Democrats Split on Accepting Private-Prison Donations

In TYT Investigates by TYT Investigates1 Comment

Rep. Henry Cuellar (D-Tex.) tells TYT that he stands by accepting donations from private-prison companies, while new campaign filings reveal Dems are increasingly rejecting money from these donors. Photo by Chip Somodevilla/Getty Images.

By Alex Kotch

Numerous Democratic politicians have begun rejecting donations from private-prison companies contracted by the government to detain undocumented immigrants, TYT has learned. The political action committee for one of the largest, GEO Group, filed a new campaign-finance report on Tuesday revealing some of the rejections, after TYT reported last week on the company’s Democratic donations.

While some Democrats are defending the donations even in light of government treatment of immigrant detainees, Democrats who told TYT they are rejecting private-prison cash include party leaders such as Sen. Amy Klobuchar and Rep. Hakeem Jeffries. The new filing shows that at least two other Democratic senators declined contributions, as well.

GEO Group and fellow private-prison operator CoreCivic have profited handsomely from the government’s harsh immigration policies, scoring hundreds of millions of dollars worth of federal contracts to detain immigrants. The Trump administration has said it will increase the number of detainees.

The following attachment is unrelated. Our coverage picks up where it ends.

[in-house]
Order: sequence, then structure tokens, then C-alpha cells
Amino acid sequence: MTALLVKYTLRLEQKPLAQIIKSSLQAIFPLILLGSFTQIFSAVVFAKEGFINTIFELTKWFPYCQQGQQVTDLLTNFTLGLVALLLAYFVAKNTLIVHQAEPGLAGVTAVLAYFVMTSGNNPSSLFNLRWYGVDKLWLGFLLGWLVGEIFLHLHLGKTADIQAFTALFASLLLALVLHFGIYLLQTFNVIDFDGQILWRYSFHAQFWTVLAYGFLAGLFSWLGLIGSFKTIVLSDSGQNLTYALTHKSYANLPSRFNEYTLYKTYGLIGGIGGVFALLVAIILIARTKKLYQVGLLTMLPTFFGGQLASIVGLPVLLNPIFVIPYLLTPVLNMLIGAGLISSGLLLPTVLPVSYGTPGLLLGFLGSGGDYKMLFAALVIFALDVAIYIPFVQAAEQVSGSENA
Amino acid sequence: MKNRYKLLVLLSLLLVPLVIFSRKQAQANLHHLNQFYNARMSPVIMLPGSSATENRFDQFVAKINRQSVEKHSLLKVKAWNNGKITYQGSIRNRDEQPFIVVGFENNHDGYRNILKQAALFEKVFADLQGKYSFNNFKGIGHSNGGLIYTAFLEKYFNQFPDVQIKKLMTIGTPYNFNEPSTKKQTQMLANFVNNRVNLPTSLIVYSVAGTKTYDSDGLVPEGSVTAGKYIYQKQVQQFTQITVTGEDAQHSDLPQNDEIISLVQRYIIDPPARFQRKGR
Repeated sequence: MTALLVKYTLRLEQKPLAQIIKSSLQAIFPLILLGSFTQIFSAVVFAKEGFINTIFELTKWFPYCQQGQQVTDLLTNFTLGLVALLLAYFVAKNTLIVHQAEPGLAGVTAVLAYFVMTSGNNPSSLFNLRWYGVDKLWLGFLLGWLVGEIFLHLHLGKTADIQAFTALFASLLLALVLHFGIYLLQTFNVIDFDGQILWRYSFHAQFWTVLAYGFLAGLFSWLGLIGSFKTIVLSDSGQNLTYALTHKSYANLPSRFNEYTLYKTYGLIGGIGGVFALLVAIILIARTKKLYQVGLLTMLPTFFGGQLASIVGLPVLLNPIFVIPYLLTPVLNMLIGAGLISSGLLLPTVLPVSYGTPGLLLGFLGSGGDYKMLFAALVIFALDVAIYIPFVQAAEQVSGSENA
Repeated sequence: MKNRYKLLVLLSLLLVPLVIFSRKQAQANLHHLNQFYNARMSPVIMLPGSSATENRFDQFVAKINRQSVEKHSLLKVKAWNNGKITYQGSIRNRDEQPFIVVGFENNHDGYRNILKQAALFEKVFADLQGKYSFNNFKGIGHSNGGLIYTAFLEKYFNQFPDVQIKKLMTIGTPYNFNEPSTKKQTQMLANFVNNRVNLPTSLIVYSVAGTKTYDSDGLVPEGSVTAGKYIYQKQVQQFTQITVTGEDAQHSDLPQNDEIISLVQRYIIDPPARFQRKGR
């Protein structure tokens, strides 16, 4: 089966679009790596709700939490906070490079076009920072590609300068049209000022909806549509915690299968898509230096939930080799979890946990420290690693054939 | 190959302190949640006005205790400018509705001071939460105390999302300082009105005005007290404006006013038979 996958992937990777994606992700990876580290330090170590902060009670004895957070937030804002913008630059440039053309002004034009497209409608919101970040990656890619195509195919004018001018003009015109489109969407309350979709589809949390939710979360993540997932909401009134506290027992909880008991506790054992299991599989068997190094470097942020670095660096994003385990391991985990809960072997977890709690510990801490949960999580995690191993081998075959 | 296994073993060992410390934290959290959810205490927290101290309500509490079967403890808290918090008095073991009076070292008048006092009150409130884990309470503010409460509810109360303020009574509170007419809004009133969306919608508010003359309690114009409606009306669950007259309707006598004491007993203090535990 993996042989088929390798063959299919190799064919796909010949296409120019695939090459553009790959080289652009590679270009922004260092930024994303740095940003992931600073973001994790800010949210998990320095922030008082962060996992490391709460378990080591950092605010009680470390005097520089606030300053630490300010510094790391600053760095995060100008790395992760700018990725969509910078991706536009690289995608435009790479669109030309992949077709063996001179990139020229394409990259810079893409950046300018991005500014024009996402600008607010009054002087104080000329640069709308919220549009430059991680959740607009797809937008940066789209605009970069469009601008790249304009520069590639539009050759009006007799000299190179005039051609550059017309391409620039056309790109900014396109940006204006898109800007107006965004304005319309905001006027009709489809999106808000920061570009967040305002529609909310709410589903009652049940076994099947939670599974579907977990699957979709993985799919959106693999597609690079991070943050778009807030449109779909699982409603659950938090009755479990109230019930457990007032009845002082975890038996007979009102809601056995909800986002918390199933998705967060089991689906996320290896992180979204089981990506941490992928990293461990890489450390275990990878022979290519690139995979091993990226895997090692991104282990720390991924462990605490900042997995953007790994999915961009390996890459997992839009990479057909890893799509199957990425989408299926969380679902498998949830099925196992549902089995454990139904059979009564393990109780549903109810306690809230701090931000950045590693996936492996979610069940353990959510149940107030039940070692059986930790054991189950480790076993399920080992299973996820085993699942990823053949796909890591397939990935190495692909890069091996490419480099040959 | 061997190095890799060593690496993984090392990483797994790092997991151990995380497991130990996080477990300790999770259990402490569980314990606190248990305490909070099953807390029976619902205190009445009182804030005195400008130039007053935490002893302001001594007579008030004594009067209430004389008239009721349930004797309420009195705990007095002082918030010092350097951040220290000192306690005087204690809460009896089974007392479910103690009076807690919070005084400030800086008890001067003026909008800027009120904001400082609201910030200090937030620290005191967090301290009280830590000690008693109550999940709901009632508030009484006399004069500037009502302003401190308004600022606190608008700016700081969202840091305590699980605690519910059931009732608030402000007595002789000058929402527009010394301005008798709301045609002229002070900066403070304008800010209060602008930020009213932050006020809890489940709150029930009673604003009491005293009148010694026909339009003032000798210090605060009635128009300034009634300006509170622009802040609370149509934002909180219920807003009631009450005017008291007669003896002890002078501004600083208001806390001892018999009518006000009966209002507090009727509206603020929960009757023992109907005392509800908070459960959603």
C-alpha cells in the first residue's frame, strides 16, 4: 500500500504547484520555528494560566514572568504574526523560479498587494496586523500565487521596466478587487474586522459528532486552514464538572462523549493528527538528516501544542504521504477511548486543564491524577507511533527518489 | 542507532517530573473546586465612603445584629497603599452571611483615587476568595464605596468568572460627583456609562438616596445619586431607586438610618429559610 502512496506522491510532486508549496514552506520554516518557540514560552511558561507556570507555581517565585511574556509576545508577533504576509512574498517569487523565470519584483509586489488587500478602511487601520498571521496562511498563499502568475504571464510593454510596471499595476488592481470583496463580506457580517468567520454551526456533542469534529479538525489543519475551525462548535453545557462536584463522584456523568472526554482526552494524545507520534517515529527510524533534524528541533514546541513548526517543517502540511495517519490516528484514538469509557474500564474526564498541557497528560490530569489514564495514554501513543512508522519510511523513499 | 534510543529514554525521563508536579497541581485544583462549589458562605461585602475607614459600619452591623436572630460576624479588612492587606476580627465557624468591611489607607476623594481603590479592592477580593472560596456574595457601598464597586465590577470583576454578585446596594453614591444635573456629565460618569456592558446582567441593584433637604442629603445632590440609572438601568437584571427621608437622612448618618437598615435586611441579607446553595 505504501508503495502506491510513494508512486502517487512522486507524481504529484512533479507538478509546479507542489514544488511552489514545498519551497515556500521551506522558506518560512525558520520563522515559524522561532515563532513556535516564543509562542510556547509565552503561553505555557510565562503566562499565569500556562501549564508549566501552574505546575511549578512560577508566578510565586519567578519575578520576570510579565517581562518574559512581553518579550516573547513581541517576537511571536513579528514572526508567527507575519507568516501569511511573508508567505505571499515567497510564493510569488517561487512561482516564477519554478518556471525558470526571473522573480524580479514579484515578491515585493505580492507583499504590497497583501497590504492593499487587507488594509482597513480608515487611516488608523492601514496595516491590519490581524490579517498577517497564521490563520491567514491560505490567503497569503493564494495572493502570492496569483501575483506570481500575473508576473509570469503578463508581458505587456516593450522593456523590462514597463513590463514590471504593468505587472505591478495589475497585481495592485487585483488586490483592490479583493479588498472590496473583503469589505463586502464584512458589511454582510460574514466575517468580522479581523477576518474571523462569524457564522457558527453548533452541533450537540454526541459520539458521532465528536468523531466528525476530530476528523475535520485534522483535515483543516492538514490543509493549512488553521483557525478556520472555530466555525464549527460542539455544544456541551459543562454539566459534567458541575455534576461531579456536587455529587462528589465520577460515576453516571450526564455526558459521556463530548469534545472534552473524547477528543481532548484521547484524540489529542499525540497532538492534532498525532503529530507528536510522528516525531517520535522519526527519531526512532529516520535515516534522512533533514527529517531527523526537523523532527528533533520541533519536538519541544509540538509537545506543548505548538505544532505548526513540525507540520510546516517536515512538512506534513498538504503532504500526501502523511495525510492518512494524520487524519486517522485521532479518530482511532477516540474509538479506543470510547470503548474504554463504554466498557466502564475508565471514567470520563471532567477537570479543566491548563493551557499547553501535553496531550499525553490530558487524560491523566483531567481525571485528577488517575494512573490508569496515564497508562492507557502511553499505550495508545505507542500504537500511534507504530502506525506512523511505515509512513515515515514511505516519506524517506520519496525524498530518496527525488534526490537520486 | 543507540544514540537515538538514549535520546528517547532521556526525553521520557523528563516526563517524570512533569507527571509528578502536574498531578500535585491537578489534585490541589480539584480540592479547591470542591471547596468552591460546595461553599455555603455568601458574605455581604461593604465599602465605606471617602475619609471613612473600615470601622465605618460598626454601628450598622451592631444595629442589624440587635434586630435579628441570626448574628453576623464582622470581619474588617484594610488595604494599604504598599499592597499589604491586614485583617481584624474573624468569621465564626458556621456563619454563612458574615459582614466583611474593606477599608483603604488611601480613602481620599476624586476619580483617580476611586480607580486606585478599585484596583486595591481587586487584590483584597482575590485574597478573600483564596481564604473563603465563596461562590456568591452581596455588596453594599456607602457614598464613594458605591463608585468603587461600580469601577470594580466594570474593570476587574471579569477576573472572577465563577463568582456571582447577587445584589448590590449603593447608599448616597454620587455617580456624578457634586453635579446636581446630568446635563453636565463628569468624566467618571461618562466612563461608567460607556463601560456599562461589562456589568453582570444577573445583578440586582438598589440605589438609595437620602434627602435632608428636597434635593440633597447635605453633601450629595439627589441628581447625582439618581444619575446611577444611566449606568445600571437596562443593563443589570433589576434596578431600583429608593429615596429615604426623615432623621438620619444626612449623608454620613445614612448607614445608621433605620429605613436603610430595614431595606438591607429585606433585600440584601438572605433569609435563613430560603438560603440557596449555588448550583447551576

Many of these government contracts come from Immigrations and Customs Enforcement (ICE), a division of the Department of Homeland Security tasked with rounding up undocumented immigrants. GEO Group was awarded several lucrative ICE contracts in late 2017 and some smaller contracts this year.

Despite the Democratic Party’s stated opposition to government-funded private prisons and toward Trump’s immigration policies in general, several Democrats in Congress are holding on to thousands of dollars worth of campaign contributions from the two prison companies. TYT previously reported that these Democrats had accepted thousands of dollars from the PACs for GEO Group and CoreCivic, as had the Democratic Congressional Campaign Committee.

The political committees of Rep. Henry Cuellar (D-Texas), co-chair of the centrist Blue Dog Coalition, have received a total of $16,500 so far from the companies during the 2017–18 election cycle; his campaign accepted $10,000 from GEO Group PAC and $1,500 from CoreCivic PAC. An additional $5,000 from GEO Group went to his leadership PAC, Texas First. Cuellar told TYT: